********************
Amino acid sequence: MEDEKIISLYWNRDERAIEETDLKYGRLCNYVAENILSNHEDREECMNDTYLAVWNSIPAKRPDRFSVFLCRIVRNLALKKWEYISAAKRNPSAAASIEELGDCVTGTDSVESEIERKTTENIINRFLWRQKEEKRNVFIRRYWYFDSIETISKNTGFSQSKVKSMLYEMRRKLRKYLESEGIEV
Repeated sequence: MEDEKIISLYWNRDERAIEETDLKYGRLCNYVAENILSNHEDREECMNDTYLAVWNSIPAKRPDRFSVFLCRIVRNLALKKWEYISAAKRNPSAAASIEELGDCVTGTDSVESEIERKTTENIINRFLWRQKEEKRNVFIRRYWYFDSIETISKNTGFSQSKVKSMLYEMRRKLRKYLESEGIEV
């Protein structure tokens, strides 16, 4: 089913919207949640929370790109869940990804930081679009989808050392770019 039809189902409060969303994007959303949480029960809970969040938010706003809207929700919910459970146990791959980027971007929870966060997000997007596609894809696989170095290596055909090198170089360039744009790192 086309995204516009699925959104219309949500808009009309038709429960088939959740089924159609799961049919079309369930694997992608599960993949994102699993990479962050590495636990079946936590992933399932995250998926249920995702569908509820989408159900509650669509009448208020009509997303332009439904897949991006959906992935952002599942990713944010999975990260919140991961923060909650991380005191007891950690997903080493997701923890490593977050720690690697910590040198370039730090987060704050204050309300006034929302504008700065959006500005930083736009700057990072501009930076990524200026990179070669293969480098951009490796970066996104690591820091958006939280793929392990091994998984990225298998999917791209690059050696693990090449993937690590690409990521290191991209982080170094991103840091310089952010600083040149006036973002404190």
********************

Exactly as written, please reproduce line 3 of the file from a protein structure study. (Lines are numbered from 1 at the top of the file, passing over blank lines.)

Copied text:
């Protein structure tokens, strides 16, 4: 089913919207949640929370790109869940990804930081679009989808050392770019 039809189902409060969303994007959303949480029960809970969040938010706003809207929700919910459970146990791959980027971007929870966060997000997007596609894809696989170095290596055909090198170089360039744009790192 086309995204516009699925959104219309949500808009009309038709429960088939959740089924159609799961049919079309369930694997992608599960993949994102699993990479962050590495636990079946936590992933399932995250998926249920995702569908509820989408159900509650669509009448208020009509997303332009439904897949991006959906992935952002599942990713944010999975990260919140991961923060909650991380005191007891950690997903080493997701923890490593977050720690690697910590040198370039730090987060704050204050309300006034929302504008700065959006500005930083736009700057990072501009930076990524200026990179070669293969480098951009490796970066996104690591820091958006939280793929392990091994998984990225298998999917791209690059050696693990090449993937690590690409990521290191991209982080170094991103840091310089952010600083040149006036973002404190």